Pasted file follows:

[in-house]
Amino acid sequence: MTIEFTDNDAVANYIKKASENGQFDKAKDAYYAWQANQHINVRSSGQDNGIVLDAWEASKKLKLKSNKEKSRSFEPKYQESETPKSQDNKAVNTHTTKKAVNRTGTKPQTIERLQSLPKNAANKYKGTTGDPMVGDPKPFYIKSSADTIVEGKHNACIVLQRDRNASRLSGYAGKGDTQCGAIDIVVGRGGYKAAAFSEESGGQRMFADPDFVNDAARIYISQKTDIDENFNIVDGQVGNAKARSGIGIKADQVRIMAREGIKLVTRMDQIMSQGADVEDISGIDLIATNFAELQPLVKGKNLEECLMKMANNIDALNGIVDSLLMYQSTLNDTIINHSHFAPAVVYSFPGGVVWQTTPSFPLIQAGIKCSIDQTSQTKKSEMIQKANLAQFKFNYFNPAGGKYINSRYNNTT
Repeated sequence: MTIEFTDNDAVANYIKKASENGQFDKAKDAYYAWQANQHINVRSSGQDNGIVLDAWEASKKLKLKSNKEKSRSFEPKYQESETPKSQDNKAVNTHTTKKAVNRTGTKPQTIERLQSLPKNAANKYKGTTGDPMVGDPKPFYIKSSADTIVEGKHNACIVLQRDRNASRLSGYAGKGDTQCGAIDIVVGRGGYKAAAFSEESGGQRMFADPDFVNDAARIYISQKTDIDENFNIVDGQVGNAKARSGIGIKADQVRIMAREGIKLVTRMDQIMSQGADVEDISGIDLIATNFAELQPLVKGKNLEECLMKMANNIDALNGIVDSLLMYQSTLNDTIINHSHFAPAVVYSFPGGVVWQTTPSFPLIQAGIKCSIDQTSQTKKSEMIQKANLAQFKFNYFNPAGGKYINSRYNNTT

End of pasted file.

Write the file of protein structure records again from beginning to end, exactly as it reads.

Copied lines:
[in-house]
Amino acid sequence: MTIEFTDNDAVANYIKKASENGQFDKAKDAYYAWQANQHINVRSSGQDNGIVLDAWEASKKLKLKSNKEKSRSFEPKYQESETPKSQDNKAVNTHTTKKAVNRTGTKPQTIERLQSLPKNAANKYKGTTGDPMVGDPKPFYIKSSADTIVEGKHNACIVLQRDRNASRLSGYAGKGDTQCGAIDIVVGRGGYKAAAFSEESGGQRMFADPDFVNDAARIYISQKTDIDENFNIVDGQVGNAKARSGIGIKADQVRIMAREGIKLVTRMDQIMSQGADVEDISGIDLIATNFAELQPLVKGKNLEECLMKMANNIDALNGIVDSLLMYQSTLNDTIINHSHFAPAVVYSFPGGVVWQTTPSFPLIQAGIKCSIDQTSQTKKSEMIQKANLAQFKFNYFNPAGGKYINSRYNNTT
Repeated sequence: MTIEFTDNDAVANYIKKASENGQFDKAKDAYYAWQANQHINVRSSGQDNGIVLDAWEASKKLKLKSNKEKSRSFEPKYQESETPKSQDNKAVNTHTTKKAVNRTGTKPQTIERLQSLPKNAANKYKGTTGDPMVGDPKPFYIKSSADTIVEGKHNACIVLQRDRNASRLSGYAGKGDTQCGAIDIVVGRGGYKAAAFSEESGGQRMFADPDFVNDAARIYISQKTDIDENFNIVDGQVGNAKARSGIGIKADQVRIMAREGIKLVTRMDQIMSQGADVEDISGIDLIATNFAELQPLVKGKNLEECLMKMANNIDALNGIVDSLLMYQSTLNDTIINHSHFAPAVVYSFPGGVVWQTTPSFPLIQAGIKCSIDQTSQTKKSEMIQKANLAQFKFNYFNPAGGKYINSRYNNTT